Mark Olson (The Jayhawks) and Ingunn Ringvold share a 20-minute performance video that highlights their new album, Magdalen Accepts the Invitation. "This was an opportunity to perform the new songs and pretend in a way that we were still going on tour because we had been so looking forward to that."

Music

David Grubbs and Taku Unami Collaborate on the Downright Riveting 'Comet Meta'

Comet Meta is a brilliant record full of compositions and moments worthy of their own accord, but what's really enticing is that it's not only by David Grubbs but of him. It's perhaps the most emotive, dream-like, and accomplished piece of Grubbsian experimental post-rock.

Music

On Their 2003 Self-Titled Album, Buzzcocks Donned a Harder Sound and Wore it With Style and Taste

Buzzcocks, the band's fourth album since their return to touring in 1989, changed their sound but retained what made them great in the first place

Reading Pandemics

Chaucer's Plague Tales

In 18 months, the "Great Pestilence" of 1348-49 killed half of England's population, and by 1351 half the population of the world. Chaucer's plague tales reveal the conservative edges of an astonishingly innovative medieval poet.

Music

Country's Jaime Wyatt Gets in Touch With Herself on 'Neon Cross'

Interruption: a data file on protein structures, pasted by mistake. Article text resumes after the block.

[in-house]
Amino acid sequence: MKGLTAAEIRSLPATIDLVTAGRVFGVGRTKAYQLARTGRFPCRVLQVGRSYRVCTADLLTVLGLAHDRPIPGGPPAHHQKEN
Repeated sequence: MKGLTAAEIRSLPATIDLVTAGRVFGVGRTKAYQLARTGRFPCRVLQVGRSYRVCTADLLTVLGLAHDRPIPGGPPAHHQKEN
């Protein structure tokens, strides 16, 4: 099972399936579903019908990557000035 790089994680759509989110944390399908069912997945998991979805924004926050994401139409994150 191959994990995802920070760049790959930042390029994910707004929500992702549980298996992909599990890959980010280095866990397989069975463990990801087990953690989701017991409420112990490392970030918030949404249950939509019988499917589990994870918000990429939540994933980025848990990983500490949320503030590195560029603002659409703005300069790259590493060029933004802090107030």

Neon Cross is country artist Jaime Wyatt's way of getting in touch with all the emotions she's been going through. But more specifically, it's about accepting both the past and the present and moving on with pride.

Music

Counterbalance 17: Public Enemy - 'It Takes a Nation of Millions to Hold Us Back'

Hip-hop makes its debut on the Big List with Public Enemy’s meaty, beaty manifesto, and all the jealous punks can’t stop the dunk. Counterbalance’s Klinger and Mendelsohn give it a listen.

Music

Sondre Lerche and the Art of Radical Sincerity

"It feels strange to say it", says Norwegian pop artist Sondre Lerche about his ninth studio album, "but this is the perfect time for Patience. I wanted this to be something meaningful in the middle of all that's going on."

Books

How the Template for Modern Combat Journalism Developed

The superbly researched Journalism and the Russo-Japanese War tells readers how Japan pioneered modern techniques of propaganda and censorship in the Russo-Japanese War.

Film

From Horrifying Comedy to Darkly Funny Horror: Bob Clark Films

What if I told you that the director of one of the most heartwarming and beloved Christmas movies of all time is the same director as probably the most terrifying and disturbing yuletide horror films of all time?

Reviews
Collapse Expand Reviews

Features
Collapse Expand Features
PM Picks
Collapse Expand Pm Picks

© 1999-2020 PopMatters.com. All rights reserved.
PopMatters is wholly independent, women-owned and operated.